The Lutheran sense of vocation…
It’s key for ELCA colleges and ELCA faculty at secular schools.
What makes a college “Lutheran”? Quality education-not the number of Lutherans-is key, according to several educational authorities.
Anantanand Rambachan, a Hindu who heads the religion department at St. Olaf College, Northfield, Minn., stands with Bruce Benson, campus pastor. If ELCA schools had to be administered by Lutherans, Benson said St. Olaf would lose an “invaluable” teacher in Rambachan.
“My argument is that a Lutheran college/university is one that pursues the essential tasks of a university in a way informed by Lutheran theology, particularly as it shapes an understanding of what it means to be human … the enterprise of knowing and learning … and our understanding of community,” wrote Tom Christenson in The Gift and Task of Lutheran Higher Education (Augsburg Fortress, 2004). He is a philosophy professor at Capital University, Columbus, Ohio. [Note: Tom Christenson passed away February 8, 2013.]
Mark N. Wilhelm, associate executive director for educational partnerships and institutions, ELCA Vocation and Education, agrees: “I suspect many Lutherans involved in higher education today would agree that an ELCA college or university has a high percentage of Lutherans if half of its students are Lutheran. If you had said that to Lutheran leaders 100 years ago, they would have been shocked. They would have said, ‘What do you mean-only half?’
Finlandia University is one of 26 colleges and universities affiliated with the Evangelical Lutheran Church in America (ELCA)
Read the rest of this article, which appeared in the November 2008 issue of the Lutheran Magazine.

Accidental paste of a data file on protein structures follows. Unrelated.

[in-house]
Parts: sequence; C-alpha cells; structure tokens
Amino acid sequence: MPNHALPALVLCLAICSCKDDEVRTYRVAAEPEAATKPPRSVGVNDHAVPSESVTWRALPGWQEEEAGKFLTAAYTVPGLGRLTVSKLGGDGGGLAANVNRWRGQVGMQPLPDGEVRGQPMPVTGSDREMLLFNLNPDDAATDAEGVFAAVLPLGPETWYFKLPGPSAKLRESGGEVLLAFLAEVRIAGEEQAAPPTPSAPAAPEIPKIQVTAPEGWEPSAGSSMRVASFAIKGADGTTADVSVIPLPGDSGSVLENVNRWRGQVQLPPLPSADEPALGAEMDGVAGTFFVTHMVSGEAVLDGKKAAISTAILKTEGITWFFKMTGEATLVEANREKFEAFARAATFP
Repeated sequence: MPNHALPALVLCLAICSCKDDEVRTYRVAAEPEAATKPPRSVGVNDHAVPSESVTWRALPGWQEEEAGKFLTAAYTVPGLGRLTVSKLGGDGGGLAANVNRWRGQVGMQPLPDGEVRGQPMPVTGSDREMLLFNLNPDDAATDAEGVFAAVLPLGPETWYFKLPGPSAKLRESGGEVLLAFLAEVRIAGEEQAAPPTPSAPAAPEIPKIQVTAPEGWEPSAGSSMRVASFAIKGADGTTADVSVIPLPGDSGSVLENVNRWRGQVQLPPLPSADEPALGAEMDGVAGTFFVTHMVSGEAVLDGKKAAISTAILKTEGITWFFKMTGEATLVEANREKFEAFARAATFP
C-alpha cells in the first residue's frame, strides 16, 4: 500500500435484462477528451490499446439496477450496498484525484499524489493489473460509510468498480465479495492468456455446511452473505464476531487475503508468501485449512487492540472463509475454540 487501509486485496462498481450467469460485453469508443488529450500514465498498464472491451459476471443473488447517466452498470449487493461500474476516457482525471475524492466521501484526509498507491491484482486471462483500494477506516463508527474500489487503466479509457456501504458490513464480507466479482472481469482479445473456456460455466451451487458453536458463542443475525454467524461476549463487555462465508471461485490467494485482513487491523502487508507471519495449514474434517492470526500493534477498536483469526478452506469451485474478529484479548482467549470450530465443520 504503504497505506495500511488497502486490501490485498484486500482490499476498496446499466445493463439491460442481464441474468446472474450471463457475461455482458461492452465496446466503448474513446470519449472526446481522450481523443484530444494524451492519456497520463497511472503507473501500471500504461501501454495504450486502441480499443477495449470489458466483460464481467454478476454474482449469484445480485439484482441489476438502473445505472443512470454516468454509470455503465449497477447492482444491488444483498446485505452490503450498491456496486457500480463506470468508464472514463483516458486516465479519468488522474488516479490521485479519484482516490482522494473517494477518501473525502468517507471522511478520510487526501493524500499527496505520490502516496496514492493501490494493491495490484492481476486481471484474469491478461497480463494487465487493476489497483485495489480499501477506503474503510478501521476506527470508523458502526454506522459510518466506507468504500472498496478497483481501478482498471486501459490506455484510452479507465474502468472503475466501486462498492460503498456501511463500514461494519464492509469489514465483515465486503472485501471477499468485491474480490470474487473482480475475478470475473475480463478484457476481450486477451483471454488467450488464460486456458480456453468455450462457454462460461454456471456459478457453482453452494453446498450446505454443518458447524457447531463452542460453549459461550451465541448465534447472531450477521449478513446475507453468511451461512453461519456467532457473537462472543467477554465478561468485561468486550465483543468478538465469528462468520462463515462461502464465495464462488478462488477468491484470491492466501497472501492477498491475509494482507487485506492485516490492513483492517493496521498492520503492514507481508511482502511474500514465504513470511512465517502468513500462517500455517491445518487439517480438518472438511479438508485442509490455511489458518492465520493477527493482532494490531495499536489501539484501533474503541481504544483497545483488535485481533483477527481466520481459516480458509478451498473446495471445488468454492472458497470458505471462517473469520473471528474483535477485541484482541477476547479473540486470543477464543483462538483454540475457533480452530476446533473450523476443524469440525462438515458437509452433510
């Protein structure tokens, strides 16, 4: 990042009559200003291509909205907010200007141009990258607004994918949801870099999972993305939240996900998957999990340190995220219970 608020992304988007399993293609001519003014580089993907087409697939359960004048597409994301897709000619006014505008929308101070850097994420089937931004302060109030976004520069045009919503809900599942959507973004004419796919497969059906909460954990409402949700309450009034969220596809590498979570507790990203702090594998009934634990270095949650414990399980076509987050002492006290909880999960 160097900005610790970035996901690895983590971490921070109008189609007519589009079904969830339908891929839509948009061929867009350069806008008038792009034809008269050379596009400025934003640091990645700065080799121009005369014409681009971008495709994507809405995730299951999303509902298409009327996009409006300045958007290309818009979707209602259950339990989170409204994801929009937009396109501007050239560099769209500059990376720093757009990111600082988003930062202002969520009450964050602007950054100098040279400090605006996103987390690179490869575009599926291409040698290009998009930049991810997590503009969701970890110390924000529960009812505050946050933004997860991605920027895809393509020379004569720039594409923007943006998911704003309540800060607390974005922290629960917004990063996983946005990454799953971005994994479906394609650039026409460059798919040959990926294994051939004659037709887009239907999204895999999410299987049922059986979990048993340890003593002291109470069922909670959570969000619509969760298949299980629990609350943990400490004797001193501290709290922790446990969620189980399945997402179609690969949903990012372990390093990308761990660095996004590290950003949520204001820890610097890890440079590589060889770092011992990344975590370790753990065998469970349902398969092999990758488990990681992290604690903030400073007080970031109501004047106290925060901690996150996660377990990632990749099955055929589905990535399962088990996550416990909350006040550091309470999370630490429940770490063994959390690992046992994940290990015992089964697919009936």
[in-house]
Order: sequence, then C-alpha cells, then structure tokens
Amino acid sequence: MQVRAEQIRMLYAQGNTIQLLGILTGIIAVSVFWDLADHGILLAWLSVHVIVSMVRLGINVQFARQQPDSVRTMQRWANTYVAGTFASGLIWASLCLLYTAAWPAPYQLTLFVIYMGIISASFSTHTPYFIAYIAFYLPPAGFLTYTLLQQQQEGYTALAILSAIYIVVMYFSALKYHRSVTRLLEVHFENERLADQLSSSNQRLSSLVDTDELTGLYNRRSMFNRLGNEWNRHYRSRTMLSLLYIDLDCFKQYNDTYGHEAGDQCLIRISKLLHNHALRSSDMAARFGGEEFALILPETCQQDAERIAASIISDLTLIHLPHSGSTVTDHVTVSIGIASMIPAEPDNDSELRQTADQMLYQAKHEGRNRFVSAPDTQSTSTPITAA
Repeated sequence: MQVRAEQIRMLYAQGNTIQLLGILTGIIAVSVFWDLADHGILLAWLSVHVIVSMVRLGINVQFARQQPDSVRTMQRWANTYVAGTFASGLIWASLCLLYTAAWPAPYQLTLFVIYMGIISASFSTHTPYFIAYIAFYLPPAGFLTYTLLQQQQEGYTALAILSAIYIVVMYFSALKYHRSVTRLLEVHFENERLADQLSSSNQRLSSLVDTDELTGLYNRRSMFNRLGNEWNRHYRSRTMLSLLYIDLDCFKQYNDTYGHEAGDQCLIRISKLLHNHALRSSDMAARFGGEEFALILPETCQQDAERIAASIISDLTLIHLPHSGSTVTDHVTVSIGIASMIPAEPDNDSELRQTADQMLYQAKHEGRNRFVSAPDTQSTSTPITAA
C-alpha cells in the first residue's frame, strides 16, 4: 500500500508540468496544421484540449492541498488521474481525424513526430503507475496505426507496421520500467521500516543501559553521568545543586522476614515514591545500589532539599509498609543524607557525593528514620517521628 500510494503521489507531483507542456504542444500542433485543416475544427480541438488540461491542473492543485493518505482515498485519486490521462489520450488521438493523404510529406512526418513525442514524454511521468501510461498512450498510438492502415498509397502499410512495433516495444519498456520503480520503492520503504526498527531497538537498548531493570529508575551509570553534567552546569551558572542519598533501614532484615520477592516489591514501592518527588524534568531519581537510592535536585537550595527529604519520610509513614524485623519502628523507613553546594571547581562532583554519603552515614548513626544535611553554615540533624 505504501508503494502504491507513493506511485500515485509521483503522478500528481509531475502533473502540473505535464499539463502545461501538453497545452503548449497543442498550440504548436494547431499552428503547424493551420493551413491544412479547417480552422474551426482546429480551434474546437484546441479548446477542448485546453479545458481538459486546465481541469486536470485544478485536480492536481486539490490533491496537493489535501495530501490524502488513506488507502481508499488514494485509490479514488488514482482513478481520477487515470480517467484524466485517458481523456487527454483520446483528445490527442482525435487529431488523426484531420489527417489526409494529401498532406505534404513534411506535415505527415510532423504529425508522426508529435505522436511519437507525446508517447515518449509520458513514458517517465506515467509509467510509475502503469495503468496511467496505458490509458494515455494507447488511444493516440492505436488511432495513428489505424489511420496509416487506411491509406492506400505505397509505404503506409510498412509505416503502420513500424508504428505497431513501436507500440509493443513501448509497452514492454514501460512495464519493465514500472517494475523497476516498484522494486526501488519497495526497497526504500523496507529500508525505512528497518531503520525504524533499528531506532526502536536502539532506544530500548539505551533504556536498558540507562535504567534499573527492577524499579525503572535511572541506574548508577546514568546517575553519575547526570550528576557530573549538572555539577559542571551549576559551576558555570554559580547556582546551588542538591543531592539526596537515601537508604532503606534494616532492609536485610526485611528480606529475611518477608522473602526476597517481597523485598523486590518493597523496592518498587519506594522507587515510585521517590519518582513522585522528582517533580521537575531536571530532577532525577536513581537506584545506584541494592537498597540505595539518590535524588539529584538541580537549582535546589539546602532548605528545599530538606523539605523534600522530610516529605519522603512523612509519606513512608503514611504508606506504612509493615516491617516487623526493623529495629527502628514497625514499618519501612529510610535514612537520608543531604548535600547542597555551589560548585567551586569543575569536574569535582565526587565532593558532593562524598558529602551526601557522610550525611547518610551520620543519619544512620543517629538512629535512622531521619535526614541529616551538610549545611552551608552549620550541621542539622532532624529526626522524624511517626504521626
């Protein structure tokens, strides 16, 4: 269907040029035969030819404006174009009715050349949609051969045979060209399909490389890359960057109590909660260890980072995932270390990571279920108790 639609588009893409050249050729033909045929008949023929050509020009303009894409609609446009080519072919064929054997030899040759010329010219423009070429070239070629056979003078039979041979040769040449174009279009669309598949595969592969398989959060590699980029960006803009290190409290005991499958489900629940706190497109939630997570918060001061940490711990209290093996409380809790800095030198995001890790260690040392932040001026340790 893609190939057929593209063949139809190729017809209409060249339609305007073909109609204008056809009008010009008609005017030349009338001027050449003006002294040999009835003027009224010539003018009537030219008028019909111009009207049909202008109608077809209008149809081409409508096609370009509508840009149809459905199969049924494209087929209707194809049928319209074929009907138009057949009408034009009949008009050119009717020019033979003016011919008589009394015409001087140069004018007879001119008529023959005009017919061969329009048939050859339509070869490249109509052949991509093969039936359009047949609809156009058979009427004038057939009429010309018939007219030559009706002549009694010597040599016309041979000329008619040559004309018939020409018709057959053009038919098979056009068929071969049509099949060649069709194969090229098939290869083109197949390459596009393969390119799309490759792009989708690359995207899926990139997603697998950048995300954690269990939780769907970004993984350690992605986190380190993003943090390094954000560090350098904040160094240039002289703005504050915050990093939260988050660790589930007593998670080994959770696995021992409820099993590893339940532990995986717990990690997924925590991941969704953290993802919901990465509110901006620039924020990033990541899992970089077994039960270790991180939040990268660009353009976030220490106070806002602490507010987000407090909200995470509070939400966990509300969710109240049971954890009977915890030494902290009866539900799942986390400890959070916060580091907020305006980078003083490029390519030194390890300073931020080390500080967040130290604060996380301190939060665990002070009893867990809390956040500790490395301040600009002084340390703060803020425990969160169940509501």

Visit the ELCA website, to learn more about the Lutheran commitment to education.
Rooted and Open
The Common Calling of the Network of ELCA Colleges and Universities
A Lutheran college or university locates identity in a common institutional calling. Institutions in the Network of ELCA Colleges and Universities (NECU) share a common calling that is deeply rooted in the Lutheran intellectual tradition and boldly open to insights from other religious and secular traditions.
Because they are rooted in a robust theological tradition, these institutions intentionally pursue conversation about big questions from the full array of religious and secular academic traditions. In so doing, they shape character, invite vocational discernment and build religious literacy. These institutions pose big questions, like “Who are you going to be?” alongside the question “What are you going to do?” Wrestling with these questions, students gain fluency in the language of meaning and purpose. Then, these institutions press graduates to push beyond careerism toward meaningful work and active participation in just, loving communities. These institutions also critically engage with religion while understanding that, for practitioners, religion is a way of life. Attention to religion helps Lutheran students and students in other religious traditions grow in faith and commitment to their communities. Students with a secular self-understanding will grow in their commitment to their guiding ethical perspectives.
Now, as never before, the world needs our graduates, graduates who are intellectually acute, humbly open to others, vocationally wise, morally astute and religiously sensitive.